Despite the e-mail’s subject line—”Fidel Castro endorses Obama”—the former Cuban president had done no such thing. The image was a doctored advertisement aimed at Cuban-American voters circulated by the Florida Republican Party.
In a presentation at the Berkman Center for Internet and Society yesterday, government Professor D. Sunshine Hillygus showed this advertisement and others, arguing that the Internet has not only changed how politicians campaign, but also what they tell voters.
Hillygus focused on data from the 2004 election to describe the political strategy of “microtargetting,” in which candidates take stances on divisive issues using direct mail and e-mail advertisements, like the purported Castro endorsement, that are tailored to specific voters.
“The information environment has changed not only the style of campaigning but also the substance,” Hillygus said. “Candidates are willing to take positions on more divisive issues than ever before.”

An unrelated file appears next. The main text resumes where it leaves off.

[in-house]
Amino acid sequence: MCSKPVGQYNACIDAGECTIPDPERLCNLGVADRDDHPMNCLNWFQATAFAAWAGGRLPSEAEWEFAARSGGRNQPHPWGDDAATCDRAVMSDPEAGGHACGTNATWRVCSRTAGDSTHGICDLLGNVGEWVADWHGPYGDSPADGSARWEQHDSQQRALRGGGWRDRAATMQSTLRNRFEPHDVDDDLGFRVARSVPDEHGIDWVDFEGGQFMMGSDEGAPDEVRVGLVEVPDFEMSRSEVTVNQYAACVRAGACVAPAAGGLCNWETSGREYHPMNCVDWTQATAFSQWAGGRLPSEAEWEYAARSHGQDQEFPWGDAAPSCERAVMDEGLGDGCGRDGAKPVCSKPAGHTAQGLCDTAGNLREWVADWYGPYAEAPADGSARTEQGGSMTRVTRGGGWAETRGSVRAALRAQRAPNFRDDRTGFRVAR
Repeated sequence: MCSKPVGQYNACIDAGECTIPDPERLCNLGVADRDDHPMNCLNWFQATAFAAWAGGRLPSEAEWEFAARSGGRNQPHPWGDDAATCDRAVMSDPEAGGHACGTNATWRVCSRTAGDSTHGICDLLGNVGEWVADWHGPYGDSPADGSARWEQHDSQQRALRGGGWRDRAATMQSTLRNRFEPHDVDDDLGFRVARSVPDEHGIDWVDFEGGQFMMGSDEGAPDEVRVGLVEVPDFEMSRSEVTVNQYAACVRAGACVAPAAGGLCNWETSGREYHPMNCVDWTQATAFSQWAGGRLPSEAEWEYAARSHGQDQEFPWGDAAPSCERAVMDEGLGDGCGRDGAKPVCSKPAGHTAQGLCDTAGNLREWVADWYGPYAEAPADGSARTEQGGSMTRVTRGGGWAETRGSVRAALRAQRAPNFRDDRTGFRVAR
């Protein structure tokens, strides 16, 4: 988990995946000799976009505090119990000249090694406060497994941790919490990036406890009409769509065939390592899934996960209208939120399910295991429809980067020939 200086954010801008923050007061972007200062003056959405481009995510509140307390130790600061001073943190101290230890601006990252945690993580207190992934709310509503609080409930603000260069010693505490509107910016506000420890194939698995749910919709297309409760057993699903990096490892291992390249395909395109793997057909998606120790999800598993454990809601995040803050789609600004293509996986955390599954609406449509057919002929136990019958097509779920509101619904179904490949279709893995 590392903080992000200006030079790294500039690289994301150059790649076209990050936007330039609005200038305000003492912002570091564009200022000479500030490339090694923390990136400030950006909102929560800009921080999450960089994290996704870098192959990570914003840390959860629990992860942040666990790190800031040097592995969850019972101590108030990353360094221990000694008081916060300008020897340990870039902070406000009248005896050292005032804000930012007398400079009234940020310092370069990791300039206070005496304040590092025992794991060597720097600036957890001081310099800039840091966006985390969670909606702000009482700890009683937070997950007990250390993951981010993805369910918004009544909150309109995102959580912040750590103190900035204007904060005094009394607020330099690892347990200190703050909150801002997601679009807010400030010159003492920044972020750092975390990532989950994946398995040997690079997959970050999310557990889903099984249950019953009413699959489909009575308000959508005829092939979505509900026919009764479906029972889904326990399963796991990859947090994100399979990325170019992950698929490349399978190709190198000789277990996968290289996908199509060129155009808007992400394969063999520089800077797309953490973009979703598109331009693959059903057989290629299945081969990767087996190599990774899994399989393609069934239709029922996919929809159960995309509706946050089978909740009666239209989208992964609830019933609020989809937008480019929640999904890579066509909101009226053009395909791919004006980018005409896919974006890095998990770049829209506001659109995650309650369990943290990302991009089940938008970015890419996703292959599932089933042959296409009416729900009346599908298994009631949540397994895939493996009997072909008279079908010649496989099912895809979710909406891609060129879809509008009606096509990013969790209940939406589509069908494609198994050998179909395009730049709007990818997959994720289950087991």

Hillygus’ book, “The Persuadable Voter,” published earlier this year, examines how candidates try to attract voters who agree with one candidate on some issues, and the other candidate on others.
Given last night’s results, Obama’s use of technology in his advertising campaign seems to have proven more effective.
“Obama had an advantage in that he was able to use new technology in a creative way,” Hillygus said after her talk, which was part of the weekly Berkman Luncheon Series.
Obama used his fundraising advantage over Republican candidate John McCain to buy advertisements in online video games, including the racing game “Burnout Paradise” and role-playing game Second Life.
Republican presidential candidate John McCain also had an avatar on Second Life, but Obama supporters playing Second Life painted virtual graffiti and virtually double-parked in front of McCain’s virtual apartment, according to Hillygus.
Such advertising was less effective for McCain because his constituency was less likely to play video games, she said.